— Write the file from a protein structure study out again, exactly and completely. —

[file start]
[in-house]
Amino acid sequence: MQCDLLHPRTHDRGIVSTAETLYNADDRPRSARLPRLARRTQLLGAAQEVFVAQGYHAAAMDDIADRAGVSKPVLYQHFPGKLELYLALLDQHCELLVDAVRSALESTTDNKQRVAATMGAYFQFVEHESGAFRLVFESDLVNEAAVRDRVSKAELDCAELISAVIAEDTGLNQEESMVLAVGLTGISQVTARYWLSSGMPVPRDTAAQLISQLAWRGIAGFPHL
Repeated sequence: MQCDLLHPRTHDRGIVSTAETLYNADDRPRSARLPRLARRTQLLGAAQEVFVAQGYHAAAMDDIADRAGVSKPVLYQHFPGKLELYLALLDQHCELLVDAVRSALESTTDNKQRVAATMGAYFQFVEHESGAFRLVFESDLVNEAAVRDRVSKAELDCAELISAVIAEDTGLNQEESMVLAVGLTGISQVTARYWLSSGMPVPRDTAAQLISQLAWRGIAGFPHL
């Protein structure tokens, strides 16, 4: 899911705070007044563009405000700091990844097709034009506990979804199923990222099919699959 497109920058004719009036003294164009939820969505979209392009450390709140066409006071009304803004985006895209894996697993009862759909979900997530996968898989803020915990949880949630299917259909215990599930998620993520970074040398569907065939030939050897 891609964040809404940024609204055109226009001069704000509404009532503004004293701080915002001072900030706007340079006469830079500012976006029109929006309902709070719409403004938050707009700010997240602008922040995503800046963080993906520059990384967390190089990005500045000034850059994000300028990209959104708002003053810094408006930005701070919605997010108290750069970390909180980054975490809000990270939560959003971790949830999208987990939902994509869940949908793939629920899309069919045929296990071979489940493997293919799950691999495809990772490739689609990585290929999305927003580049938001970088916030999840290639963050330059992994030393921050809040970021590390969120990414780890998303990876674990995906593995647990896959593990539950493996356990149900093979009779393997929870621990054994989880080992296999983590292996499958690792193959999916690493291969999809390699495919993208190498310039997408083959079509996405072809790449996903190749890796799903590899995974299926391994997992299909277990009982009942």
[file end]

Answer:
[in-house]
Amino acid sequence: MQCDLLHPRTHDRGIVSTAETLYNADDRPRSARLPRLARRTQLLGAAQEVFVAQGYHAAAMDDIADRAGVSKPVLYQHFPGKLELYLALLDQHCELLVDAVRSALESTTDNKQRVAATMGAYFQFVEHESGAFRLVFESDLVNEAAVRDRVSKAELDCAELISAVIAEDTGLNQEESMVLAVGLTGISQVTARYWLSSGMPVPRDTAAQLISQLAWRGIAGFPHL
Repeated sequence: MQCDLLHPRTHDRGIVSTAETLYNADDRPRSARLPRLARRTQLLGAAQEVFVAQGYHAAAMDDIADRAGVSKPVLYQHFPGKLELYLALLDQHCELLVDAVRSALESTTDNKQRVAATMGAYFQFVEHESGAFRLVFESDLVNEAAVRDRVSKAELDCAELISAVIAEDTGLNQEESMVLAVGLTGISQVTARYWLSSGMPVPRDTAAQLISQLAWRGIAGFPHL
């Protein structure tokens, strides 16, 4: 899911705070007044563009405000700091990844097709034009506990979804199923990222099919699959 497109920058004719009036003294164009939820969505979209392009450390709140066409006071009304803004985006895209894996697993009862759909979900997530996968898989803020915990949880949630299917259909215990599930998620993520970074040398569907065939030939050897 891609964040809404940024609204055109226009001069704000509404009532503004004293701080915002001072900030706007340079006469830079500012976006029109929006309902709070719409403004938050707009700010997240602008922040995503800046963080993906520059990384967390190089990005500045000034850059994000300028990209959104708002003053810094408006930005701070919605997010108290750069970390909180980054975490809000990270939560959003971790949830999208987990939902994509869940949908793939629920899309069919045929296990071979489940493997293919799950691999495809990772490739689609990585290929999305927003580049938001970088916030999840290639963050330059992994030393921050809040970021590390969120990414780890998303990876674990995906593995647990896959593990539950493996356990149900093979009779393997929870621990054994989880080992296999983590292996499958690792193959999916690493291969999809390699495919993208190498310039997408083959079509996405072809790449996903190749890796799903590899995974299926391994997992299909277990009982009942």